Hosting of licensed before and after school plus summer childcare camps. These camps are fee-based with scholarships available to eligible families Programs are available to students who are 5-12 years old.  Registration is with individual providers.

      Many young skaters lack a parent being present while they are at the rink. A program for these kids can be organized along the line of the before and after school child care programs offered by the YMCASalvation Army’s Ray and Joan Kroc Center, public schools or other community groups such as Boys & Girls Clubs.

First Aid and Health Care Providers
      Even a facility with only one ice surface must train its employees on how to administer first aid to athletes and spectators as a first responder who has completed a course that provides training in pre-hospital care. 

      Every public middle and high school has a trained nurse on duty. School nurses provide acute care for injuries and illnesses, care for chronic health conditions under the supervision of a physician, conduct screening for health problems, and maintain up-to-date health and immunization records.  School nurses do not diagnose or treat illness; they refer children for appropriate medical care.

      Combining multiple ice surfaces and a charter school adds more student athletes, teachers, and parents during the day Monday through Friday.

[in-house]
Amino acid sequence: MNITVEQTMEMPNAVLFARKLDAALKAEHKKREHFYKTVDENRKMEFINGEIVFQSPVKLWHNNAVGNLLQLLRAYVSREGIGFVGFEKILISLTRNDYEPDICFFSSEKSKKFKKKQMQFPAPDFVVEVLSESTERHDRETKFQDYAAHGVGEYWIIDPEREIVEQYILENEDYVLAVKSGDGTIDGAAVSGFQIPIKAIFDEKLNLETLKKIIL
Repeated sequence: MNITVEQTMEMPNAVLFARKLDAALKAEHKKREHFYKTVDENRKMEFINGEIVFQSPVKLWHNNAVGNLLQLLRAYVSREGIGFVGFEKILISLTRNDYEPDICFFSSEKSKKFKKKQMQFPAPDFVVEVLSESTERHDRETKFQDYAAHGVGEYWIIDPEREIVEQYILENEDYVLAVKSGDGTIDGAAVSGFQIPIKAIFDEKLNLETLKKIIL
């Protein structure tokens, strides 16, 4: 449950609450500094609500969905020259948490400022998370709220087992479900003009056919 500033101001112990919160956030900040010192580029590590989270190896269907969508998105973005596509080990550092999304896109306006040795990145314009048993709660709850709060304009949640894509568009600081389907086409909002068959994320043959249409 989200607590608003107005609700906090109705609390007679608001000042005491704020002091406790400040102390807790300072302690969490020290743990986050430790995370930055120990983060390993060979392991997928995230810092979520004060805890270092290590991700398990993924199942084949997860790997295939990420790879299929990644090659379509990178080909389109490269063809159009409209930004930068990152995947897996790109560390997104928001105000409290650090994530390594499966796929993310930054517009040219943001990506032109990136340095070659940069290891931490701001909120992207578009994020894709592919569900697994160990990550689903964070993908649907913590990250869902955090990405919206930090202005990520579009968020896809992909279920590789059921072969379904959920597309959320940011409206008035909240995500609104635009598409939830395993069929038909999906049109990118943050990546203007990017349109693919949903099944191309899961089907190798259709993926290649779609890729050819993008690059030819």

Having certified health care providers present on the grounds would be very desirable when medical emergencies occur. Services that could be provided would include urgent medical care - (i.e. green stick fractures, and broken bones, lacerations, head injuries, concussions), general medical care - (i.e. sore throat, cough, muscle strains, bruises), occupational medicine, x- ray's, lab's, vision screening, alcohol and drug testing, flu shots, school and sports physicals.

Physical Therapy
      Having a sports medicine and urgent medical care facility adjacent to a large sports and recreational complex would be very desirable, especially for accidents occurring after hours or when an athlete's primary doctor isn't available.

Rink Ownership Models